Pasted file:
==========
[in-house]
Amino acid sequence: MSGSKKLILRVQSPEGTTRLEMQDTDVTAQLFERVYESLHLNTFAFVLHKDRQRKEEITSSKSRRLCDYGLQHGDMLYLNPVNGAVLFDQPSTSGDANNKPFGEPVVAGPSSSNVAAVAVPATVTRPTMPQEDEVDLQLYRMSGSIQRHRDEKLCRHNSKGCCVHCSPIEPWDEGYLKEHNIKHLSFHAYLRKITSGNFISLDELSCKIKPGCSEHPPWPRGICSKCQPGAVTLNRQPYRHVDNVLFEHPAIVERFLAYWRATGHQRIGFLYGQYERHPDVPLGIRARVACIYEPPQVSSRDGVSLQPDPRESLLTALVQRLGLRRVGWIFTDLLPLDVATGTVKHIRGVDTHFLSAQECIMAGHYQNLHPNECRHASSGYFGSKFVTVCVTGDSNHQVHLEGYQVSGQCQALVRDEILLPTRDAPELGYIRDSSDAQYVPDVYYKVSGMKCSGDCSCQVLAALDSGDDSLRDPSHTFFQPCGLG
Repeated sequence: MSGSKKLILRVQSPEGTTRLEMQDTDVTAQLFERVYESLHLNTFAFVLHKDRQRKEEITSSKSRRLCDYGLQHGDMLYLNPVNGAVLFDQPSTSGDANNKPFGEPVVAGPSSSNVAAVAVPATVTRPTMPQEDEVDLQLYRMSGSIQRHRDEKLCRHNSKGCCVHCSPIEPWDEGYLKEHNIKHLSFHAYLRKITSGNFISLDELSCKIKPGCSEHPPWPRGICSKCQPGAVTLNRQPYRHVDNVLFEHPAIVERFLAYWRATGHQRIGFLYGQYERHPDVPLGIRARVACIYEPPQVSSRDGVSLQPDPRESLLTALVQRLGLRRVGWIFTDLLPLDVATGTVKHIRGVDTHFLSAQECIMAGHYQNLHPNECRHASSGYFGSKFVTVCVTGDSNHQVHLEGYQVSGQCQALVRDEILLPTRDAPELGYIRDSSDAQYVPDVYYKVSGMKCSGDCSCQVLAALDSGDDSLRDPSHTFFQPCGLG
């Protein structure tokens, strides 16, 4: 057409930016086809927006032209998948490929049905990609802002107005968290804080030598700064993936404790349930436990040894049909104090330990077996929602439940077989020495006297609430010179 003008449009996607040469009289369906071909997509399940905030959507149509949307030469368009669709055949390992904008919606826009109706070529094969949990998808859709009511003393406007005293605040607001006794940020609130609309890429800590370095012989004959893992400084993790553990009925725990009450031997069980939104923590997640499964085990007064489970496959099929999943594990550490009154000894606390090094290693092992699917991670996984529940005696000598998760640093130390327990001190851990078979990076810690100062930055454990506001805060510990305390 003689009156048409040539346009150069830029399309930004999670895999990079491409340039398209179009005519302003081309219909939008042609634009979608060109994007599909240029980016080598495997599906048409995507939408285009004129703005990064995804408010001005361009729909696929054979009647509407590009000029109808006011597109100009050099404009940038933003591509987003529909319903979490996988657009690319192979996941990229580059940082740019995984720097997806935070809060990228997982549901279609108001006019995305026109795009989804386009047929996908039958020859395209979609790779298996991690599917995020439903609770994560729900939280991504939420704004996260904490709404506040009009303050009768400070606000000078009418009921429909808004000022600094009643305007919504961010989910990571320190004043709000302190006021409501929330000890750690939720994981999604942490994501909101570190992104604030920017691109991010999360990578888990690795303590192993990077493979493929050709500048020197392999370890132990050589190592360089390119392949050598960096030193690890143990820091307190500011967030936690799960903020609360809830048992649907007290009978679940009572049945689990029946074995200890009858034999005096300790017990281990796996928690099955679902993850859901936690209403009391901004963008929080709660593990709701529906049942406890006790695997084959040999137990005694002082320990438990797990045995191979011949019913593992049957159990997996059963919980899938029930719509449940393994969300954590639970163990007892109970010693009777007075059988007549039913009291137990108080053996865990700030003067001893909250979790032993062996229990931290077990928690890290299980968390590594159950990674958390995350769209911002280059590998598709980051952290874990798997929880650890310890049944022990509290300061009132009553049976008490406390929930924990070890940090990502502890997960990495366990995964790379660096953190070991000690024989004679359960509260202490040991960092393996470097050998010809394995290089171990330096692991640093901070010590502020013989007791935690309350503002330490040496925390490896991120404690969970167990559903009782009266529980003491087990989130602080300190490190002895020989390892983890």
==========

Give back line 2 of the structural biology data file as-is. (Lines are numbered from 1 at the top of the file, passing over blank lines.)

Amino acid sequence: MSGSKKLILRVQSPEGTTRLEMQDTDVTAQLFERVYESLHLNTFAFVLHKDRQRKEEITSSKSRRLCDYGLQHGDMLYLNPVNGAVLFDQPSTSGDANNKPFGEPVVAGPSSSNVAAVAVPATVTRPTMPQEDEVDLQLYRMSGSIQRHRDEKLCRHNSKGCCVHCSPIEPWDEGYLKEHNIKHLSFHAYLRKITSGNFISLDELSCKIKPGCSEHPPWPRGICSKCQPGAVTLNRQPYRHVDNVLFEHPAIVERFLAYWRATGHQRIGFLYGQYERHPDVPLGIRARVACIYEPPQVSSRDGVSLQPDPRESLLTALVQRLGLRRVGWIFTDLLPLDVATGTVKHIRGVDTHFLSAQECIMAGHYQNLHPNECRHASSGYFGSKFVTVCVTGDSNHQVHLEGYQVSGQCQALVRDEILLPTRDAPELGYIRDSSDAQYVPDVYYKVSGMKCSGDCSCQVLAALDSGDDSLRDPSHTFFQPCGLG